Even though I hadn’t seen them in years, this was a WHY? show I’d fly to from anywhere. Ten years after releasing their seminal album Alopecia, and in honour of re-releasing the album on vinyl, WHY? announced a tour playing their most successful album in its entirety. The album transformed Yoni Wolf’s public persona from the Anticon founding cLOUDDEAD member to the unexpected frontman of a genre-defying indie-rock, alternative-hiphop band. The pop-seeds were sewn on previous album Elephant Eyelash, but the sheer ambition, originality and scale of Alopecia still came as somewhat of a surprise.
Serengeti opened the show at Amsterdam’s Paradiso, opening with some tracks from his latest album, the Andy Broeder produced Dennis 6e. Looking uncomfortable with his eyes hidden in the shadow of his baseball cap as he stood in the low lighting in front of his mic stand, he was accompanied only by his iPod-backing band. The set started fairly awkwardly, the audience seemingly unfamiliar with David Cohn’s back catalogue, with call and response moments mostly falling flat much to Cohn’s annoyance. By addressing the awkwardness between tracks with a humble attitude, the crowd began to warm to his beats and by the time he played Calm It Down from his collaboration with Son Lux and Sufjan Stevens known as Sisyphus, the majority of people were happily joining in.
WHY? took the stage as a four-piece for the night, each stationed in front of a plethora of instruments necessary to recreate the diverse arrangements that Alopecia contains. In place of the glockenspiels, the Wolf brothers used the more portable option of Roland drum pads to recreate one of the key instruments from the album. The days of having the budget to use grand pianos on tour are ones of the past. The opening notes of The Vowels, Pt. 2 sounded almost understated as Doug McDiarmid played a softer keyboard sound for its key-sound but by the time the rest of the band joined in the sound was fleshed and as it originally was intended. The awkwardly dancing hoards of introverts known as the audience responded in the only way the knew, shrugging in time proudly mouthing every lyric right back at Yoni on the stage. Well either that or “watermelon“, either would have done.
It’s easy to forget how much there is to the album when listening to its perfectly constructed studio version, but it’s moments like watching McDiarmid repeatedly mouthing “du du du du du du du du” at the start of Song of the Sad Assassin that reminds you how weird some of these arrangements are. Though the crowd response to Good Friday was clearly one of joy, the song is so low key that people struggled to find a reasonable way to express their joy at these decade-old uncomfortable confessions from Yoni Wolf. Yoni himself seemed to be in good spirits, lightly trolling the crowd with his German phrases before laughing off a false-start of The Hollows. His engagements with the crowd were short yet affable, clearly feeling the waves of air of positivity in the atmosphere. Touring as a four-piece may have limited his capacity to perform with just a microphone for any songs, but his ability to drum out the disjointed rhythms with other, different disjointed vocal rhythms was a feat to behold.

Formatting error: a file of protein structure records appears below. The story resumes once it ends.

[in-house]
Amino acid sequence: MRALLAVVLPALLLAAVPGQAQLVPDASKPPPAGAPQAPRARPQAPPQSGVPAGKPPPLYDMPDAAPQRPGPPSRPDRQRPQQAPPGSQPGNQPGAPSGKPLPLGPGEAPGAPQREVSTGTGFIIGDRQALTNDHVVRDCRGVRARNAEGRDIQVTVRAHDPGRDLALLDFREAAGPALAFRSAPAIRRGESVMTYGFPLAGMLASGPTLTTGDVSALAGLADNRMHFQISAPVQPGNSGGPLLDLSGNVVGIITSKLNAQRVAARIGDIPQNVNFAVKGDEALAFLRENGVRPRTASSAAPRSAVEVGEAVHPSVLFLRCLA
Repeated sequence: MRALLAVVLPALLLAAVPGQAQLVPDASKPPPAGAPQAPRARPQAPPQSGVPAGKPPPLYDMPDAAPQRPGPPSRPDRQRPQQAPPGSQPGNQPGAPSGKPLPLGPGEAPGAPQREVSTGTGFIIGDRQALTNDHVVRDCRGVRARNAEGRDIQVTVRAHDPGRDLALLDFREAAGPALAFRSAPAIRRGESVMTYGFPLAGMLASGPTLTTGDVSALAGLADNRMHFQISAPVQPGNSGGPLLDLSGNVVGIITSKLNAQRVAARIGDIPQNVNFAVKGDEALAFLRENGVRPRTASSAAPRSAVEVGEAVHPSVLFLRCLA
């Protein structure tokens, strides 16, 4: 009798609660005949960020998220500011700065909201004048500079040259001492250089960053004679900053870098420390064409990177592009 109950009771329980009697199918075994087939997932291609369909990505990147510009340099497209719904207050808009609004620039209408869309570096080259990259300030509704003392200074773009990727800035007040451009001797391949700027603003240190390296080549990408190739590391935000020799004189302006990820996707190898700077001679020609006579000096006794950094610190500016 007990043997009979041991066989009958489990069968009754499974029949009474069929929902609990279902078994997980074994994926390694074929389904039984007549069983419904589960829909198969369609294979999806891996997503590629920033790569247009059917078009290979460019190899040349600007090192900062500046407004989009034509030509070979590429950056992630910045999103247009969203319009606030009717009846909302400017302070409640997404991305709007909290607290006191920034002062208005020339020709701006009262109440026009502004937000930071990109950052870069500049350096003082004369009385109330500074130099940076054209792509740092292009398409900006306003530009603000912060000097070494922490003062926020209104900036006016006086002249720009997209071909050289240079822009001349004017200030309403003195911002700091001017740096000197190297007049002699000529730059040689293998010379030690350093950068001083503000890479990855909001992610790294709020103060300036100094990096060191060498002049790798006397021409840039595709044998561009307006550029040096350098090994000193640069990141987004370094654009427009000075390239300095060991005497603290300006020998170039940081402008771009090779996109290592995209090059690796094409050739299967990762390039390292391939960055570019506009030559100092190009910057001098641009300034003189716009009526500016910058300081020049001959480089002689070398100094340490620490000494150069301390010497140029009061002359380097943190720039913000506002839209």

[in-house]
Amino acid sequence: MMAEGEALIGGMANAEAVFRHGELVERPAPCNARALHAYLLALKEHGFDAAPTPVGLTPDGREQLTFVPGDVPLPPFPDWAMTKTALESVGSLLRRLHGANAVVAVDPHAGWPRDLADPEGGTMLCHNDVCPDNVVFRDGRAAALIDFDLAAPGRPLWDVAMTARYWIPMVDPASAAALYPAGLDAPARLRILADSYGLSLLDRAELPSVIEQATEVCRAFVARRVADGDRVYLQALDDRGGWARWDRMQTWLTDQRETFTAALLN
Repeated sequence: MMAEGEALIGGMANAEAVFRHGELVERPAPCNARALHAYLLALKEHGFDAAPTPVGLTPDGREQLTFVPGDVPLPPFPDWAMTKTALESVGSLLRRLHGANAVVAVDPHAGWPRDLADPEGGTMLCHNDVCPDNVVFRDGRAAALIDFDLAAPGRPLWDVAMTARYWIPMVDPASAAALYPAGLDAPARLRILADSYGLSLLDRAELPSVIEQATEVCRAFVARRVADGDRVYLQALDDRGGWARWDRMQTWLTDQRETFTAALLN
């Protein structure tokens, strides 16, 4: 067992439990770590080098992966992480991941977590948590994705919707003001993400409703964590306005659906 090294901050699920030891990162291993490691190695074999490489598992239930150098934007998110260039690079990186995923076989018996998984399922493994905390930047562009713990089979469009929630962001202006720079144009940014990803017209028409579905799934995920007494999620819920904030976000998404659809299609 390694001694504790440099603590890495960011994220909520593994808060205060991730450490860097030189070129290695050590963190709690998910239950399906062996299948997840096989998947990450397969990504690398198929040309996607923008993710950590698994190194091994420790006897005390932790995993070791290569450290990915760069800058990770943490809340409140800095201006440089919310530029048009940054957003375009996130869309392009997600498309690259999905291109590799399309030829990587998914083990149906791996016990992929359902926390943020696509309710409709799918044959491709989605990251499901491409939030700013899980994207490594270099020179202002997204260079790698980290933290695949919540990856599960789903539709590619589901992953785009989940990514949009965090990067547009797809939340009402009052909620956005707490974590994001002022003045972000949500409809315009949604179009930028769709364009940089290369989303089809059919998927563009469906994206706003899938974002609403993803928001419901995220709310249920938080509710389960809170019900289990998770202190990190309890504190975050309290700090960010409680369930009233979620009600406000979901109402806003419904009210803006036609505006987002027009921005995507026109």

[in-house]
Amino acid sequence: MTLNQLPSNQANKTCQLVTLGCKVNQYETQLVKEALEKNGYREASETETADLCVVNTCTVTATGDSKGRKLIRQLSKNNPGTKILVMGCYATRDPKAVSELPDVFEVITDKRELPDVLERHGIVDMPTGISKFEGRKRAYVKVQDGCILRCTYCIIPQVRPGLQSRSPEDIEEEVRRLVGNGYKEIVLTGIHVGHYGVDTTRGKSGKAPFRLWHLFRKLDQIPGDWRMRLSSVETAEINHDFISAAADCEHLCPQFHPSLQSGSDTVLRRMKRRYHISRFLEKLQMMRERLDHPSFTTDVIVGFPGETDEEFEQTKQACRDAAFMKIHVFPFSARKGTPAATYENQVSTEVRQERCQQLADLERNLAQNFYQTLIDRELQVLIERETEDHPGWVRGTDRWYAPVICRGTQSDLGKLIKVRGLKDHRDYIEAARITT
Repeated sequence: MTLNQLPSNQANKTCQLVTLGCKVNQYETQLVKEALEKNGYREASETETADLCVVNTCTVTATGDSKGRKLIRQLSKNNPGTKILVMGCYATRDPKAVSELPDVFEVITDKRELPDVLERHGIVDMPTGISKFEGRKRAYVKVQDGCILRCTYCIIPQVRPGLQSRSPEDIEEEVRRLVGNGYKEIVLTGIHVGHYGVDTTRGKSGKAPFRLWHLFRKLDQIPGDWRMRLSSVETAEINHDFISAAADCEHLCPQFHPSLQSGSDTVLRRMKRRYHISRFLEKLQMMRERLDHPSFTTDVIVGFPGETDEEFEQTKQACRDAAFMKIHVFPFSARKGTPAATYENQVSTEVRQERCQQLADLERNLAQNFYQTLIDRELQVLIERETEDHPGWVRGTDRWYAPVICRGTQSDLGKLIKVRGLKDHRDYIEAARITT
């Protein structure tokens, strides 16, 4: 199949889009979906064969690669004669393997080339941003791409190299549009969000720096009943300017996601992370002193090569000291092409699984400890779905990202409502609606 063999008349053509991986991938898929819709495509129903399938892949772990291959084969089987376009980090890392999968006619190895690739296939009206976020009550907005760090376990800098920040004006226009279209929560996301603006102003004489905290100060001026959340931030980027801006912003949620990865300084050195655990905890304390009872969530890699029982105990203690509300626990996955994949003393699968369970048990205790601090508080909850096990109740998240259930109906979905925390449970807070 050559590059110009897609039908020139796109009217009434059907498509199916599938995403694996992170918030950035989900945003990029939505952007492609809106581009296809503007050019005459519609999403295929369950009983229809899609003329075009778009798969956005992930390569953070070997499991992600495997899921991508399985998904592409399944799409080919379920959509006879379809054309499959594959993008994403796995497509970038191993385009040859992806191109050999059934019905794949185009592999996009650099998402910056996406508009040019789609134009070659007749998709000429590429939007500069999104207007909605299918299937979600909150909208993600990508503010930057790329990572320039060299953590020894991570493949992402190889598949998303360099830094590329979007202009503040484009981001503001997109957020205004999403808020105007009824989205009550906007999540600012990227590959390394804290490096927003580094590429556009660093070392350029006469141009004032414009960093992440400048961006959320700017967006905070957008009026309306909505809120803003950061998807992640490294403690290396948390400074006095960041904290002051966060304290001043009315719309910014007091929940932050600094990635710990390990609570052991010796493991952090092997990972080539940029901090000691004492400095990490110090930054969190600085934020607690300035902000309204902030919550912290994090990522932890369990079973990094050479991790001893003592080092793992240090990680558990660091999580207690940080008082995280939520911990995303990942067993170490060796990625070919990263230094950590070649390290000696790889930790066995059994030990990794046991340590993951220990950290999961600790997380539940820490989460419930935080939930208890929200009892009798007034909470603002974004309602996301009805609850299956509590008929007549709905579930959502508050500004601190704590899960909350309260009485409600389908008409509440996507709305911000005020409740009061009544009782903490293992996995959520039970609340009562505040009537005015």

The arrangements stayed loyal to their original forms throughout with the one exception: By Torpedo Or Crohn’s, whose verses had been reworked to give them a more paranoid feel than the schmooze of the original. As the only song from the album to have received such a reworking, it came as quite a surprise yet sounded good in this new form. As the last notes of the final album track Exegesis played out, the band left the stage before returning for the encore. “We can play anything now” explained Yoni before Josiah interjected “We could even play the whole album again if you want”, though thankfully common sense prevailed.
The encore started with Moh Lean opener This Ole King which sounded exactly as per the recording, the live instrumentation setup likely to be the same as the opener of their album from last year. Though there were request shouts from the audience between songs, even the encore seemed predetermined, playing the same as in Copenhagen two days before. It was a pleasure to hear Crushed Bones next, making you wish that the band had embarked on a similar concept tour for Elephant Eyelash as well. The jerky rhythms sounded as fresh as the day they were recorded. For the closing song, Serengeti joined the band on stage for a rendition of Madeline from the 2016 collaboration between Yoni & Geti which Yoni inaccurately announced as “Testaclerossa”. “Strawberries!” came a shout from the crowd as Geti took to the stage. “Strawberries on your testicles? Never a good idea” was Yoni’s way of deflecting the request.
It was a great way to close out the show, with everyone playing together with Geti playfully distracting Josiah Wolf from his drumming during bits of the song where he had nothing to play. The last three songs served as a pertinent reminder that even though Alopecia may have been the creative high point of Yoni Wolf’s musical output, there’s still a hell of a lot more to the prolific musician in his numerous projects that he’s been involved in. With a promise to return to The Netherlands next summer as a closing statement, it’s good to hear that this moment of nostalgic reflection doesn’t signify the end of WHY?